If a French person ever gives you a Laguiole (or other knife for that matter) as a present, give him or her a coin in return. According to tradition, the knife will then never cut your friendship. My mother in law has made it almost a tradition to add to our small collection of Laguioles as a Christmas present. We have them as table knives, bread knife, cake knife, meat knife, butter knife - even the Marqueterie corkscrew. So she got a lot of coins in return and we are still the best of friends.
The Laguiole Extra is in its sheath on my belt every day of the week (except during air travel; one of the more unfortunate results of the post-11/9 paranoia has been that Frenchmen are no longer allowed to carry their Laguioles on Air France flights...). It even serves as an excellent letter-opener. In another, also well-worn, sheath is a Leatherman multitool , the original foldable pliers with its very useful variation of screwdrivers, bottle and can openers, punch, file, wire cutter and yes, even a decent, sharp knife blade that is larger than the blade on a Swiss Army knife. If I were to be marooned on an uninhabited island, I think I would prefer to have the Laguiole if I were only allowed to take a single tool. If the uninhabited island had electrically powered trees with Phillips screws in them, I would be tempted to take the Leatherman. On the other hand, G. David makes an excellent Laguiole Arbalete hunting knife with a 12,5 cm blade, saw, punch, corkscrew, small blade/bottle opener and screwdriver, which which you can probably kill a wild boar as well as build your wooden hut and open any packaged stuff that might drift onto your beach, so...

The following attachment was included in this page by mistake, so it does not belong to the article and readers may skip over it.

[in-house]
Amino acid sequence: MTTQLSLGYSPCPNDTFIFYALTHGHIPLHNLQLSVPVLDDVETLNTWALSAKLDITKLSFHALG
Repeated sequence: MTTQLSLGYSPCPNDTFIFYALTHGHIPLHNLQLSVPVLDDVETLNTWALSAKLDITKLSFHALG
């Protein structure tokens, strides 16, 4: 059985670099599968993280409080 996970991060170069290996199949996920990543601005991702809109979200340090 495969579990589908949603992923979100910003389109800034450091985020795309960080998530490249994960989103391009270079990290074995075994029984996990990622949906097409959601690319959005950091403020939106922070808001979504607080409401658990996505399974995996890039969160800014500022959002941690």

Oh, and being a tool nut, guess what is dangling from my key ring.